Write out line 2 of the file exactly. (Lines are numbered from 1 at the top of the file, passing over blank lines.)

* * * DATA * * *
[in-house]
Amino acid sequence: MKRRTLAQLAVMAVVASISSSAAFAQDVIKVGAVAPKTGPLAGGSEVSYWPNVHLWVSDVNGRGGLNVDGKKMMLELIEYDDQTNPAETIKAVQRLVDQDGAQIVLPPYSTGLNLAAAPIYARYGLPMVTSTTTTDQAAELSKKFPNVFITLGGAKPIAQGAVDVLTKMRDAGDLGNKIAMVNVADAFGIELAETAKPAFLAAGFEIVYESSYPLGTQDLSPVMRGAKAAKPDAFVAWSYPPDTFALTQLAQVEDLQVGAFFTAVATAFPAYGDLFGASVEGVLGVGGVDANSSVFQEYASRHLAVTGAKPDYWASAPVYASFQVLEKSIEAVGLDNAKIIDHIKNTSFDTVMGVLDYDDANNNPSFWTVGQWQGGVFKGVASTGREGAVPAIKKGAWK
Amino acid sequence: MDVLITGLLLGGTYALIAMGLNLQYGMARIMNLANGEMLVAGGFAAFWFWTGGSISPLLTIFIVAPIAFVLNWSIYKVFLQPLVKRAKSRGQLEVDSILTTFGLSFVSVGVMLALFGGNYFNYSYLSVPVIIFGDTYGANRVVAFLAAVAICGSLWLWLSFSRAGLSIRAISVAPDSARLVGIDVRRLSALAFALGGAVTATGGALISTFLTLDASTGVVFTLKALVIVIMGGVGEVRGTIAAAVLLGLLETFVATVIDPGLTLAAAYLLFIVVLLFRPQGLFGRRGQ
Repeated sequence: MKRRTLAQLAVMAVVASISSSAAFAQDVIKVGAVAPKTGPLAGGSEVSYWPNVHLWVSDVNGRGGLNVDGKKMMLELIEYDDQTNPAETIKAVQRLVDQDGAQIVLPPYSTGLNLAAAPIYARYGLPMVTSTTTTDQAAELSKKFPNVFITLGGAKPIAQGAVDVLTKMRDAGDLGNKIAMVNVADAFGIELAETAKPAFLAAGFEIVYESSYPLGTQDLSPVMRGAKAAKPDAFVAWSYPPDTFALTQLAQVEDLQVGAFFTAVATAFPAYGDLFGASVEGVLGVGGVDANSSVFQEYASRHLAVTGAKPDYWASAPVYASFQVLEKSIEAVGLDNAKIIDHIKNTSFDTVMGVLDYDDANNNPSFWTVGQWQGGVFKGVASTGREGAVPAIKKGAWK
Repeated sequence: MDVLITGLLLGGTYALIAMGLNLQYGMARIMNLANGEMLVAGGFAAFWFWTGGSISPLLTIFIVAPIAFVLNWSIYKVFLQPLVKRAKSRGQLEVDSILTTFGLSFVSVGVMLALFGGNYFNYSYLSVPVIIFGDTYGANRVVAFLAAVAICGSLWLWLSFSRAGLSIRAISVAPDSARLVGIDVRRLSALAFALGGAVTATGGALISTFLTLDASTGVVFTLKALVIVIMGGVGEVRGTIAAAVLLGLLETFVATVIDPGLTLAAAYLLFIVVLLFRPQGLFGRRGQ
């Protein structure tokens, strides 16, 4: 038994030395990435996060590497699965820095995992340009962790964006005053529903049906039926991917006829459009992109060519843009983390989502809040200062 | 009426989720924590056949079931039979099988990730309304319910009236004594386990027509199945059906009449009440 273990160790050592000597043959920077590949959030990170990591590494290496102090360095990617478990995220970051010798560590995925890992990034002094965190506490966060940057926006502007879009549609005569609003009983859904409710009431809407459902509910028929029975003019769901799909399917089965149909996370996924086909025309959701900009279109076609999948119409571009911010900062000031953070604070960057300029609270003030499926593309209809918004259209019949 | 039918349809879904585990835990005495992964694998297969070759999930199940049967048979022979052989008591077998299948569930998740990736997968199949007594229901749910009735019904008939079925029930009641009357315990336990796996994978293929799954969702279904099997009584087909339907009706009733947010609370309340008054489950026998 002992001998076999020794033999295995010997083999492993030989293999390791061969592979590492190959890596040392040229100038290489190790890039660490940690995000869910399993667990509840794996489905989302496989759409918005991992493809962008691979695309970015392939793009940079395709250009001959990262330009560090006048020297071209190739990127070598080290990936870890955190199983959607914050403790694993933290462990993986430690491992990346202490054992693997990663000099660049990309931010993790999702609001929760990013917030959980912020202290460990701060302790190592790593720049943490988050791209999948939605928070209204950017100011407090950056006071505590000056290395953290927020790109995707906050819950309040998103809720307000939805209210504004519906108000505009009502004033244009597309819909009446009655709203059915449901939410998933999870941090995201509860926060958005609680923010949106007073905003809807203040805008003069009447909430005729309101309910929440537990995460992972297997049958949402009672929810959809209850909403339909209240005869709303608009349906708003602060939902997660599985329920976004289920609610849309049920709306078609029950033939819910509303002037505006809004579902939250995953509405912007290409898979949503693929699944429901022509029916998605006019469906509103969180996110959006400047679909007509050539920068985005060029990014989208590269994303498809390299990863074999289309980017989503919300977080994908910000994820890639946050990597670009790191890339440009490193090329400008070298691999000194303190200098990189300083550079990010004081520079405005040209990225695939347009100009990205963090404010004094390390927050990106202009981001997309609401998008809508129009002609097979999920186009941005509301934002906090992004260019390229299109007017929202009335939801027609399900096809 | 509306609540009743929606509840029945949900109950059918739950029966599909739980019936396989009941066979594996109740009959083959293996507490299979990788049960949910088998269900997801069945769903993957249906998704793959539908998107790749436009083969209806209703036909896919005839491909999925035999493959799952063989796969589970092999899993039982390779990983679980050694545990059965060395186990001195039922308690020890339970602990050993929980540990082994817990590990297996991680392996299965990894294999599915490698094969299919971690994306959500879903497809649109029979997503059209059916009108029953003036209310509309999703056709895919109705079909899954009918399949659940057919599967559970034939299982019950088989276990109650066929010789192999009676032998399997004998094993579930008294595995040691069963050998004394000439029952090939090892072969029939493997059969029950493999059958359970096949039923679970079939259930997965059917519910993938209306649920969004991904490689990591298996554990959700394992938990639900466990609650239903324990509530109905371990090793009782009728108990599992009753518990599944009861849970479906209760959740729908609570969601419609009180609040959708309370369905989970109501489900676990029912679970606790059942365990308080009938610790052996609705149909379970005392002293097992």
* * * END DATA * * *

Amino acid sequence: MKRRTLAQLAVMAVVASISSSAAFAQDVIKVGAVAPKTGPLAGGSEVSYWPNVHLWVSDVNGRGGLNVDGKKMMLELIEYDDQTNPAETIKAVQRLVDQDGAQIVLPPYSTGLNLAAAPIYARYGLPMVTSTTTTDQAAELSKKFPNVFITLGGAKPIAQGAVDVLTKMRDAGDLGNKIAMVNVADAFGIELAETAKPAFLAAGFEIVYESSYPLGTQDLSPVMRGAKAAKPDAFVAWSYPPDTFALTQLAQVEDLQVGAFFTAVATAFPAYGDLFGASVEGVLGVGGVDANSSVFQEYASRHLAVTGAKPDYWASAPVYASFQVLEKSIEAVGLDNAKIIDHIKNTSFDTVMGVLDYDDANNNPSFWTVGQWQGGVFKGVASTGREGAVPAIKKGAWK